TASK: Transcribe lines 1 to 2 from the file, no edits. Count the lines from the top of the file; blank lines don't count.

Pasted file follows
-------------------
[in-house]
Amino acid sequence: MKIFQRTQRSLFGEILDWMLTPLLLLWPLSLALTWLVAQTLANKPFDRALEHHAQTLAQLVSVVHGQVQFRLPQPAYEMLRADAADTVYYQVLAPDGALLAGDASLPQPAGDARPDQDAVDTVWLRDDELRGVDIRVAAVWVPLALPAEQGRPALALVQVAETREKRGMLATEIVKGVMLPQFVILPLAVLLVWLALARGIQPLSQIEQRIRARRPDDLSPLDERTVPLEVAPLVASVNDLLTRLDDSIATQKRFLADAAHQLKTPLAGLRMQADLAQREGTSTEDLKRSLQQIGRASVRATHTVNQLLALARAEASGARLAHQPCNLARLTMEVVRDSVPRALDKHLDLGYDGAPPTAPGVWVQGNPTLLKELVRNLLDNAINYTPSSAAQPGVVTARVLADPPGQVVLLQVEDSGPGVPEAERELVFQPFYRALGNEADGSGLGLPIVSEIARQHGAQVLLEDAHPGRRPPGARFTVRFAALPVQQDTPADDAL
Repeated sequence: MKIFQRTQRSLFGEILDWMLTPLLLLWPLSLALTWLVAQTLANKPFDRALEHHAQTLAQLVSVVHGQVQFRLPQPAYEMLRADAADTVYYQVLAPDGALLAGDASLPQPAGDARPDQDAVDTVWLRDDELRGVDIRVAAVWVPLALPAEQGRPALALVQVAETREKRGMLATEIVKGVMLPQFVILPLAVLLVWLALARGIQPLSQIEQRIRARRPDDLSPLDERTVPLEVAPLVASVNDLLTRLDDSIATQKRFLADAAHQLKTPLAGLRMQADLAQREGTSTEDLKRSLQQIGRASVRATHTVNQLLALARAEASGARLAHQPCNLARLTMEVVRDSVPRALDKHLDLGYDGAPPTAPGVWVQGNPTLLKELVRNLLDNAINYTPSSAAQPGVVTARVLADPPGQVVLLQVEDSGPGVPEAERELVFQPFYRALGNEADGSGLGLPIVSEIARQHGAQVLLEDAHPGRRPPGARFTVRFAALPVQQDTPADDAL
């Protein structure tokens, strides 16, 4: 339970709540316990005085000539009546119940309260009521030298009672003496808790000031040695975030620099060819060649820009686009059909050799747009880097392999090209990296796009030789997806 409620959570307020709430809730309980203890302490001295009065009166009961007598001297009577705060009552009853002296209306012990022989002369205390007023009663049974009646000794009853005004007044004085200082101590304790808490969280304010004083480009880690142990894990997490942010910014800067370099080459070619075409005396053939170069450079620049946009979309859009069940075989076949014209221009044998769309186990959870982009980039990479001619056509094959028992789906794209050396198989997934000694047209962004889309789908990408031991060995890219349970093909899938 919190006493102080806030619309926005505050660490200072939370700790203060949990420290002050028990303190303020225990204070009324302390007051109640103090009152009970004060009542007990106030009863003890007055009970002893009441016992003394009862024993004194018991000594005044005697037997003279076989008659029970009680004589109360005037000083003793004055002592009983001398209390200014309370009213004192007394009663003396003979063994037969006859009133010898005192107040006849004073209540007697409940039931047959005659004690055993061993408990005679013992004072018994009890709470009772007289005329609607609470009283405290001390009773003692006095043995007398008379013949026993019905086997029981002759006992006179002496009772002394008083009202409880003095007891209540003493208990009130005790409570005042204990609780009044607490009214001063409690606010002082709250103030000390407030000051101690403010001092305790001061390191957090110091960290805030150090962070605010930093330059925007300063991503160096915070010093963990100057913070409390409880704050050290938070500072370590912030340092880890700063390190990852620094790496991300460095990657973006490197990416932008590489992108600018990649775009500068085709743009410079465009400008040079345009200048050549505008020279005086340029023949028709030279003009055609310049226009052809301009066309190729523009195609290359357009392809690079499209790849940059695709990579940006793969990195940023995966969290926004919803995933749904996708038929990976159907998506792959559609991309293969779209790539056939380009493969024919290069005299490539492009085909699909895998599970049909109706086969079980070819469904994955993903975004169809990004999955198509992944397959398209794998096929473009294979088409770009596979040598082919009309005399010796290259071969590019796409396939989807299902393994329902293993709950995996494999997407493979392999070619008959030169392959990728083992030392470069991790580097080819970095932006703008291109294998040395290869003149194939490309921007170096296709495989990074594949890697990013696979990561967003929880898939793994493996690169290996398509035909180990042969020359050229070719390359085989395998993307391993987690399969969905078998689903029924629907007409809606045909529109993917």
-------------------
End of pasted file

[in-house]
Amino acid sequence: MKIFQRTQRSLFGEILDWMLTPLLLLWPLSLALTWLVAQTLANKPFDRALEHHAQTLAQLVSVVHGQVQFRLPQPAYEMLRADAADTVYYQVLAPDGALLAGDASLPQPAGDARPDQDAVDTVWLRDDELRGVDIRVAAVWVPLALPAEQGRPALALVQVAETREKRGMLATEIVKGVMLPQFVILPLAVLLVWLALARGIQPLSQIEQRIRARRPDDLSPLDERTVPLEVAPLVASVNDLLTRLDDSIATQKRFLADAAHQLKTPLAGLRMQADLAQREGTSTEDLKRSLQQIGRASVRATHTVNQLLALARAEASGARLAHQPCNLARLTMEVVRDSVPRALDKHLDLGYDGAPPTAPGVWVQGNPTLLKELVRNLLDNAINYTPSSAAQPGVVTARVLADPPGQVVLLQVEDSGPGVPEAERELVFQPFYRALGNEADGSGLGLPIVSEIARQHGAQVLLEDAHPGRRPPGARFTVRFAALPVQQDTPADDAL